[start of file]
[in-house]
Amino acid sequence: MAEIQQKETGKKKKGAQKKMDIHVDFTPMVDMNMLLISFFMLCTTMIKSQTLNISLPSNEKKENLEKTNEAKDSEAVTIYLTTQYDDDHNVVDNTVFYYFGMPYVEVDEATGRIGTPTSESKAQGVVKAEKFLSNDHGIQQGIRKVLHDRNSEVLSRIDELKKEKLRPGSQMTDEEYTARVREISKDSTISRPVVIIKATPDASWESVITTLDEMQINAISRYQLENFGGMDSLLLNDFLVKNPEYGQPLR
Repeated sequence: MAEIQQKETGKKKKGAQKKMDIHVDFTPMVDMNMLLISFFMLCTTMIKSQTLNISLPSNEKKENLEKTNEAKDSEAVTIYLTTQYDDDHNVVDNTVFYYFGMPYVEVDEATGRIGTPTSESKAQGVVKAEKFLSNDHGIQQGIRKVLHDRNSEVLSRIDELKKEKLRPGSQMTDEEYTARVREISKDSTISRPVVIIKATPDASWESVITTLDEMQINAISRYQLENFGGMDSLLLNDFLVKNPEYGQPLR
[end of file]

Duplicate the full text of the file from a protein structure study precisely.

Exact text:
[in-house]
Amino acid sequence: MAEIQQKETGKKKKGAQKKMDIHVDFTPMVDMNMLLISFFMLCTTMIKSQTLNISLPSNEKKENLEKTNEAKDSEAVTIYLTTQYDDDHNVVDNTVFYYFGMPYVEVDEATGRIGTPTSESKAQGVVKAEKFLSNDHGIQQGIRKVLHDRNSEVLSRIDELKKEKLRPGSQMTDEEYTARVREISKDSTISRPVVIIKATPDASWESVITTLDEMQINAISRYQLENFGGMDSLLLNDFLVKNPEYGQPLR
Repeated sequence: MAEIQQKETGKKKKGAQKKMDIHVDFTPMVDMNMLLISFFMLCTTMIKSQTLNISLPSNEKKENLEKTNEAKDSEAVTIYLTTQYDDDHNVVDNTVFYYFGMPYVEVDEATGRIGTPTSESKAQGVVKAEKFLSNDHGIQQGIRKVLHDRNSEVLSRIDELKKEKLRPGSQMTDEEYTARVREISKDSTISRPVVIIKATPDASWESVITTLDEMQINAISRYQLENFGGMDSLLLNDFLVKNPEYGQPLR